What’s Special About AI Risks and Remedies in Health Care?

We’re all saturated by now with dire warnings about AI. Health care can benefit greatly from AI, which could help systems around the world that need to compensate for an alarming shortage of staff. But health care also faces particular challenges in using AI.

It’s worth noting that President Biden’s massive October 2023 Executive Order on AI devoted several sections— 5.2(e), 5.2(f), and 8(b)—to research on the benefits and risks of AI in health care.

Sara Shanti, a partner specializing in health care technology at law firm Sheppard Mullin, says that the Executive Order and recent FDA guidance “start to provide real direction on how to navigate patient risk. The Executive Order requires the Department of Health and Human Services to establish an AI Task Force (in consultation with the Department of Defense and the Department of Veterans Affairs) to protect AI deployment. The FDA specifically promotes the monitoring of AI-generated models in medical devices and software for accuracy, risk, and objective success.”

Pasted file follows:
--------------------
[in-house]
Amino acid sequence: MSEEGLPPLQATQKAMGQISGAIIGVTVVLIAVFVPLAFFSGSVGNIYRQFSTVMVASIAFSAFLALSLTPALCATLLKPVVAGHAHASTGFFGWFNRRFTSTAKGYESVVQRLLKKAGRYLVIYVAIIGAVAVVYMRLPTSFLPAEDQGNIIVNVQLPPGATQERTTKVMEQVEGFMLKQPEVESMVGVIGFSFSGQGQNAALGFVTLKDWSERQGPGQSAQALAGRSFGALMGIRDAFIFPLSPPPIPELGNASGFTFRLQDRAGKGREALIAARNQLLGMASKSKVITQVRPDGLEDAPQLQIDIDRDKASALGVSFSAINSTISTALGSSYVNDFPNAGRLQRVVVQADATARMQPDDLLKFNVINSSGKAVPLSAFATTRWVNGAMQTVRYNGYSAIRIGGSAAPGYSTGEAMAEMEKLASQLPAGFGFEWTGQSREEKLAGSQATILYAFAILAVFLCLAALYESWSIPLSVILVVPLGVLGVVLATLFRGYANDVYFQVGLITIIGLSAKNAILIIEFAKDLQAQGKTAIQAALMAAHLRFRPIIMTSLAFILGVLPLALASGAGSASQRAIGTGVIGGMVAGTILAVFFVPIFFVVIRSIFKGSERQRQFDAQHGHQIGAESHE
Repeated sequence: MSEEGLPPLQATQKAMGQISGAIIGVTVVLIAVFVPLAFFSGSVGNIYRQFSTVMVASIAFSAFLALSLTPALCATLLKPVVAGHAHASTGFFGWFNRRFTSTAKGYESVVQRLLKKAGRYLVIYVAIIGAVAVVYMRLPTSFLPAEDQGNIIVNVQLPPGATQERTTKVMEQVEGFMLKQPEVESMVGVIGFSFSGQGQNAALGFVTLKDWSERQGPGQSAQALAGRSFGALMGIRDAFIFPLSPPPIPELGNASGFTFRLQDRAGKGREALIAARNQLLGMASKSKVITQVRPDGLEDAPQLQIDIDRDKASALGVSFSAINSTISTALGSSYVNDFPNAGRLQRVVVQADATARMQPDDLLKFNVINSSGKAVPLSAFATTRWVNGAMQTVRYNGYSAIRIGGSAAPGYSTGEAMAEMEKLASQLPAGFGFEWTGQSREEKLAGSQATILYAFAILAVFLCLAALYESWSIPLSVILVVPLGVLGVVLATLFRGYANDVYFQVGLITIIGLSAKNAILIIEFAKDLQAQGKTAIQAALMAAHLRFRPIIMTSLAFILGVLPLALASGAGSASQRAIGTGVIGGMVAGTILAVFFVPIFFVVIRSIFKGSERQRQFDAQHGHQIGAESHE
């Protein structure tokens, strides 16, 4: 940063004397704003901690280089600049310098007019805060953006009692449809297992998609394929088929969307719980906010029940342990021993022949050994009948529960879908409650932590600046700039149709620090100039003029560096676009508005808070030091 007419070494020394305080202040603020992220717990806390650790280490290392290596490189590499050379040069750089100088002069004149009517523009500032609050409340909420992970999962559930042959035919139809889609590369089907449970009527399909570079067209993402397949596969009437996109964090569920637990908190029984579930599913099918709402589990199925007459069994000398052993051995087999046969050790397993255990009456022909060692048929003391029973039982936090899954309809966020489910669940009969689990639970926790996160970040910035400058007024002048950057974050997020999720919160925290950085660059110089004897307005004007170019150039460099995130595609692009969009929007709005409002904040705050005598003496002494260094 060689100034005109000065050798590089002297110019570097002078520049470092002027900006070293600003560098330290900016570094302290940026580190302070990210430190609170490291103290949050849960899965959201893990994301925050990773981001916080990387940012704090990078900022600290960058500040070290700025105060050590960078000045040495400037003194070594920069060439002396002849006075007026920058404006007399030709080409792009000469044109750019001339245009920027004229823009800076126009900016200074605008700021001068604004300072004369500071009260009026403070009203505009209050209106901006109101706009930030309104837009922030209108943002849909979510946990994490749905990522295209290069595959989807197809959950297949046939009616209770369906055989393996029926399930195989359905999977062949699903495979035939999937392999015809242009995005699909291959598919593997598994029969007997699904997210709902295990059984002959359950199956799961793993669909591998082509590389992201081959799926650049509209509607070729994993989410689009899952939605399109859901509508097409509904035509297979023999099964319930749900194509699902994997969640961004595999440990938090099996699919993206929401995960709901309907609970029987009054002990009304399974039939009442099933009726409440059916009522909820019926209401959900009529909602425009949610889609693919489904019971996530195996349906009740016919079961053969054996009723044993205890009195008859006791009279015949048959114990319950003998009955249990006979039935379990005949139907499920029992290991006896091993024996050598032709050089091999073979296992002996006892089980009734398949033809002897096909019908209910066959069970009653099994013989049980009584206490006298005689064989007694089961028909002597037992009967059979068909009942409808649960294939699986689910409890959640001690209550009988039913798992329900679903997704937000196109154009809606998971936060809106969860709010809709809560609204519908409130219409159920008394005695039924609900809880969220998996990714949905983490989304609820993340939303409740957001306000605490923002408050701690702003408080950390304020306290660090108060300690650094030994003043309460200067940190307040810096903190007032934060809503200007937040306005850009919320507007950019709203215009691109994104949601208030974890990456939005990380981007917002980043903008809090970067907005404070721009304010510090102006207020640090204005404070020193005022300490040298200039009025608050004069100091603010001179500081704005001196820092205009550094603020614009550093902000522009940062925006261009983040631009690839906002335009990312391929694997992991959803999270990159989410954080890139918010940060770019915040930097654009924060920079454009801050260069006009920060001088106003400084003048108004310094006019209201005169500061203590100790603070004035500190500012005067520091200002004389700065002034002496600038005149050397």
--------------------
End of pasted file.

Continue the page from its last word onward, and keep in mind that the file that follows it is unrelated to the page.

This article looks at what’s special about AI in health care, and some ways to address its needs. For this article, I spoke just to lawyers, because we’ve heard plenty from the technologists about AI’s potential and what they’re doing to minimize risk. The perspective of attorneys with an expertise in health care is illuminating.

An anthology from STAT also contains some relevant analyses and case studies.

Liability and Licensing

Are clinicians facing the risk of lawsuits if they heed the advice of AI engines? Where do the new systems differ from older forms of clinical decision support—or the simple act of calling an expert colleague on the phone for a second opinion?